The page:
How to Avoid Repeating the Self-Regulatory Fallacy with AI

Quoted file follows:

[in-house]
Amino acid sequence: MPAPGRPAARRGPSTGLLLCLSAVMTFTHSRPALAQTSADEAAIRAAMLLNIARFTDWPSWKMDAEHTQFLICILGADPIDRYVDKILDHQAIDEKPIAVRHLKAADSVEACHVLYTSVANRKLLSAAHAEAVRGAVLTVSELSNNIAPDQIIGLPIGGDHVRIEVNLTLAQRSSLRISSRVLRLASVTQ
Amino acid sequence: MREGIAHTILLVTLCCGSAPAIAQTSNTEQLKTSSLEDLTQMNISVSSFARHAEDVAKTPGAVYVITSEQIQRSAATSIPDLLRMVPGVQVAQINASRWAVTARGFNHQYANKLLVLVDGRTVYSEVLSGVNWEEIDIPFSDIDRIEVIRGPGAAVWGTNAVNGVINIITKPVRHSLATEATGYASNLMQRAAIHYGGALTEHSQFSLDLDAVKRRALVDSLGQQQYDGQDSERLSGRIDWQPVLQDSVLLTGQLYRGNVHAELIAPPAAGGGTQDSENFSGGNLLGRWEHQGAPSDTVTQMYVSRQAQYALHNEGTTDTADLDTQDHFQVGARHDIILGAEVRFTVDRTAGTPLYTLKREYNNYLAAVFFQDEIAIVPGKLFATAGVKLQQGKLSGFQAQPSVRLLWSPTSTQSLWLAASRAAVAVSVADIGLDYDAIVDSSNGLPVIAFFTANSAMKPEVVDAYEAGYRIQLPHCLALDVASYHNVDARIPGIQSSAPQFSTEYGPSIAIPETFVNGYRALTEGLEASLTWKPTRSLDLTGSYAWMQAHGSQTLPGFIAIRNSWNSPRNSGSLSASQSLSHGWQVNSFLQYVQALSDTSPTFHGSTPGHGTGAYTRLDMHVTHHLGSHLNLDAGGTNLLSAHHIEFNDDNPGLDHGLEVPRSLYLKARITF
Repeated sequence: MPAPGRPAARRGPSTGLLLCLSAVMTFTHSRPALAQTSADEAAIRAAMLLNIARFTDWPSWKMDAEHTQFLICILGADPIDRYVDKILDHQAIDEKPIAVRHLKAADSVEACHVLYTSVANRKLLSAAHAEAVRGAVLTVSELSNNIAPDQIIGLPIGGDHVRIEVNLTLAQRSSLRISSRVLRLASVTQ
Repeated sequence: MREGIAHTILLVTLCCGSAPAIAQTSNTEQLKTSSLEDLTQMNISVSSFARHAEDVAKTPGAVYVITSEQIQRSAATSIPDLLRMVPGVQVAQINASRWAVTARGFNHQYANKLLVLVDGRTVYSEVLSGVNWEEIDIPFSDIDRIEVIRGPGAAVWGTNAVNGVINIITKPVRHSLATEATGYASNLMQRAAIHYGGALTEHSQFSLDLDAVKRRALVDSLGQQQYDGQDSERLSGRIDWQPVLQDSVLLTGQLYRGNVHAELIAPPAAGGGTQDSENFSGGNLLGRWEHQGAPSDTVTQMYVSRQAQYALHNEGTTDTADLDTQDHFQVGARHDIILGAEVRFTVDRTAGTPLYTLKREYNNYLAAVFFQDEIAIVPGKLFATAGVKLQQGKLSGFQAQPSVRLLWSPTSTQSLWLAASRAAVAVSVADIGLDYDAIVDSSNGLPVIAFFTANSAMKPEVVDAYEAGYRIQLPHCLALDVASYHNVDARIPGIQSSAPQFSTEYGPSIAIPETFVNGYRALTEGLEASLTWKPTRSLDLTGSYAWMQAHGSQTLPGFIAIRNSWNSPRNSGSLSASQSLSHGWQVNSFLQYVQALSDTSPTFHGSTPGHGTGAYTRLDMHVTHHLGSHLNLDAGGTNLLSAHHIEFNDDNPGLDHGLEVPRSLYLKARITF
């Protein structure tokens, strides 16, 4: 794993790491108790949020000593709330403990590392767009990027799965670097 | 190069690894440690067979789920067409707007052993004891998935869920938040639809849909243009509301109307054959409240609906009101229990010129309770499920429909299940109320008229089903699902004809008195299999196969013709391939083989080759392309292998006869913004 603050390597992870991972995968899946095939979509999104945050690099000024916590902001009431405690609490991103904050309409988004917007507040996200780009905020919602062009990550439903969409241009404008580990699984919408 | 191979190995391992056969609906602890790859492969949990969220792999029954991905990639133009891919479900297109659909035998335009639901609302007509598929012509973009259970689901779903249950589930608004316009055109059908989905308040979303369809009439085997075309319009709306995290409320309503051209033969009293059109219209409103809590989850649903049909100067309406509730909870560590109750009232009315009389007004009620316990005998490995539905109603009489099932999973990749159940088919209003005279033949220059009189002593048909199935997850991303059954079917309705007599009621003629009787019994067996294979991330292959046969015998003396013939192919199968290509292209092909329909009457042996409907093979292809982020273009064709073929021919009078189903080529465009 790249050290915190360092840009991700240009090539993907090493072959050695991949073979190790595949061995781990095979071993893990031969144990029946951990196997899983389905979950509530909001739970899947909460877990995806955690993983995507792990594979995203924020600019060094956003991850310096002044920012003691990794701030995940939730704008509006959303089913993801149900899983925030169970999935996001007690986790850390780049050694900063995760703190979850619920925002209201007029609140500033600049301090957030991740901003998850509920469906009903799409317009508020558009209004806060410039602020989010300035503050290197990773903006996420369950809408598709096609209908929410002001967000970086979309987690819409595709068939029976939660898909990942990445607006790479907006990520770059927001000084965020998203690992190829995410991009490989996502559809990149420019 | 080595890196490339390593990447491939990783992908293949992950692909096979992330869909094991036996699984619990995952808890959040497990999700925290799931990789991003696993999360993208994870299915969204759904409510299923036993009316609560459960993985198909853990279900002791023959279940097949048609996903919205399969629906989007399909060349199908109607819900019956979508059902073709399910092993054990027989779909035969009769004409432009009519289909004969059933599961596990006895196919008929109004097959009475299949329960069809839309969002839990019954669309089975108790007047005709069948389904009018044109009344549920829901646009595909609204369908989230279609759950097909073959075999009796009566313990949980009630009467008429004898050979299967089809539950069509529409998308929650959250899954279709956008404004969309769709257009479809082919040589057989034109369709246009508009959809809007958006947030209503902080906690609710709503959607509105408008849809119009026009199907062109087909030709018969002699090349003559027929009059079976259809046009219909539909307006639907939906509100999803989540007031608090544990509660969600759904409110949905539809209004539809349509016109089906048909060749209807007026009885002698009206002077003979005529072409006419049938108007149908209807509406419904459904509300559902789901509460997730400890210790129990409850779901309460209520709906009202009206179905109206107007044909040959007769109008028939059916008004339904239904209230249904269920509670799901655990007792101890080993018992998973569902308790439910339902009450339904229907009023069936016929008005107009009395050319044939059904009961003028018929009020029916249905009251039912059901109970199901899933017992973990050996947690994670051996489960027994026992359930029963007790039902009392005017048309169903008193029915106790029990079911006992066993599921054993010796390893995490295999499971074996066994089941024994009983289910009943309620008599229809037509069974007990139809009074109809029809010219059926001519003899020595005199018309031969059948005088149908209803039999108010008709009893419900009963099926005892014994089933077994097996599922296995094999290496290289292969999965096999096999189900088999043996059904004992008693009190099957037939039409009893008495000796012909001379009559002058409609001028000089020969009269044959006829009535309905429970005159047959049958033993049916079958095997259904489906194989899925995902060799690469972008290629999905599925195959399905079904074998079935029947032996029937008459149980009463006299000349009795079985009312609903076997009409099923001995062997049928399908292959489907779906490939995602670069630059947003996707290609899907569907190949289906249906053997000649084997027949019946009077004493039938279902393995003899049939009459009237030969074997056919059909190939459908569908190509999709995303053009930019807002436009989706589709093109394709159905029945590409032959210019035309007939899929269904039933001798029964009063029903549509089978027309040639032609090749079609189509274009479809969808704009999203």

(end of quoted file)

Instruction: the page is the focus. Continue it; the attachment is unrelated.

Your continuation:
Linda Griffin is Vice President of Public Policy at Mozilla. Pres. Joe Biden announced his administration has secured voluntary commitments from seven U.S. companies to ensure AI safety, July 21, 2023. Source: White House As governments and society-at-large grapple with the implications of artificial intelligence (AI), we’re living through a time of eerie deja vu when it comes to tech regulation. Major corporations are doing their best to assure the public and lawmakers that they know what’s right. If we only leave it to them to decide what’s next for AI, they seem to be saying, everything will be ok.  We’ve been through this before at the birth of both the internet and social media. We know precisely what happens when we allow a few giant companies to determine the future of technical progress. We have a chance to forge a different path, and take steps to ensure this great technical revolution brings maximum possible benefit to us all.  There have been some positive early first steps, but they’ve been matched by many of the tried-and-true efforts at deflection we’ve repeatedly seen from tech giants over the last 30 years. And because we’ve all been through this before, we can see these efforts for precisely what they are: attempts to monopolize markets and control the future of another promising new wave of technology. In a nod to the ubiquity of AI and its far-reaching implications, the White House recently released a series of voluntary “Commitments to Ensuring Safe, Secure, and…How to Avoid Repeating the Self-Regulatory Fallacy with AI